There are dozens of other interviews with Batard in all forms of media, and he never mentions having done any round-trip speed climb, nor any 36 hour time.
(2) This is a book-page from the 1999 American Alpine Club Journal

This is a detailed section written by Everest historian Elizabeth Hawley about Marc Batard and Kazi Sherpa’s speed climbing. (She misspells his name is ‘Kaji’).

She states that Kazi broke Batard’s record on October 17, 1998 (as also confirmed here) by over two hours, with a time of 20 hours 24 minutes.

(3) What public documentation and source do you have for stating, at the below story, that Batard did a 36 hour round trip climb?
“… Batard’s round-trip time (36 hours)”
Further, what date do you have for this supposed record? If you cite the existence of a record on the tallest mountain in the world, you should provide a date for the supposed record.

This record is not stated on Batard’s extensive website.

I and the large number of researchers with whom I’ve been in discussion since 2002 have never seen any sources citing that Batard claimed any round-trip time whatsoever.

There are no media reports about this, no statements in any books, and this is not listed on Batard’s own extensive website.
(4) This is an archive of Batard’s website — it appears his website is currently not available.
A careful reading through the page only shows his 1988 record-claim.

• Ascension de l’Everest (8 848 m.) sans oxygène, en 22h30, le 26 septembre”

Translated to:

• Ascent of Everest (8848 m.) Without oxygen in 22:30, September 26.

(5) In Batard’s book, ‘Le sprinter de l’Everest’ [The Sprinter of Everest]
there is absolutely no mention of a 36 hour time, nor any round-trip time whatsoever.
Please obtain this book.

(6) Further, this 36 hour time is obviously a rounded-off time. As is very obvious, record times, especially world record times on the biggest mountain in the world, should surely have the minutes along with the hours. Rounding off a time is unacceptable, and further evidence of the lack of credibility of the record-claim.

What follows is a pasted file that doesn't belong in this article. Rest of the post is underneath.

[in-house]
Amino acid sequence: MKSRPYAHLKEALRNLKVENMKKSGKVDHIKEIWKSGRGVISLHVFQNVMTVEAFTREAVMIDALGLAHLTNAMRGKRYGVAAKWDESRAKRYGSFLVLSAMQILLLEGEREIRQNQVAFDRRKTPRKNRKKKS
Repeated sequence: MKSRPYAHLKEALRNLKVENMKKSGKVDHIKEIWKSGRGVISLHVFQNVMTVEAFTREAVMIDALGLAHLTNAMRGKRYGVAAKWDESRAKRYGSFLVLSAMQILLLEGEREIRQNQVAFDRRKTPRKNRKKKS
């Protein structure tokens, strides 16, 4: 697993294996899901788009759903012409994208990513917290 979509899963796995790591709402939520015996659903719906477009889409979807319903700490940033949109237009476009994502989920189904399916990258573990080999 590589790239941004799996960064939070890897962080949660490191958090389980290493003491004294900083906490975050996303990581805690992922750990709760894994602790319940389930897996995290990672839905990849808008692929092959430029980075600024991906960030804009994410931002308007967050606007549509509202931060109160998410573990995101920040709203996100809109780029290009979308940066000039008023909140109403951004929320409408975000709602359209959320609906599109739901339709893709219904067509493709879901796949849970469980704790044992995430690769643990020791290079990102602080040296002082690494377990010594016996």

Not only is this 36 hour time without any public sources, the time itself lacks credibility due to being an approximation.
(7) Kellogg Caught Drug-Doping: Outside Magazine has recently revealed that Kellogg has engaged n drug-doping for his Everest speed climbs.
13th paragraph from the bottom.
Marc Batard and Kazi Sherpa did not state that they used Dex drug-doping for their speedclimbs.

In the article Kellogg states he used the Drug for “preventative” and only “1 pill”. The drug is used for performance enhancing, by staving of the degradation of physical and neurological functioning. That is why it is taken, like all of the other doping drugs. And his assertion about 1 pill is certainly fraudulent, because this is not how the drug is taken to be effective. It is taken over many doses per day. And, “1 pill” says nothing of the dose he took, which could have been very high. He likely stated this to try to lie and diminish what he did. This is a masterful politician.

(8) Batard and Kazi’s record, also, were completely solo, and almost entirely unsupported, whereas Kellogg is not going solo, is receiving substantial Sherpa aid including a Sherpa to climb with him over the most difficult and dangerous large section of the route to the summit including carrying O2 for him if he needs it, and is having substantial gear/food/water/shelter support at all camps, and is drug-doping for performance assistance (to stave off the degradation of physical and neurological functioning). This is multifaceted short cutting, and is not honorable, nor honest. The previous climbers did not do this.

(9) Summit-fraud.
Please note that Kellogg has engaged in 3 instances of apparent summit-claim fraud.

The well known high fraud case of his 2003 Denali record-claim:

(10) Killian Jornet rejects Kellogg’s 2003 Denali claim. Killian is a world class competitive athlete and considered the greatest trail runner in the world, and will be attempting speed records on Everest, Denali, etc, over the next two years.
He can be contacted via his website
At the above page, he lists record for every mountain except Denali. He does not accept the legitimacy of Kellogg’s record-claim, and for this we are extremely grateful.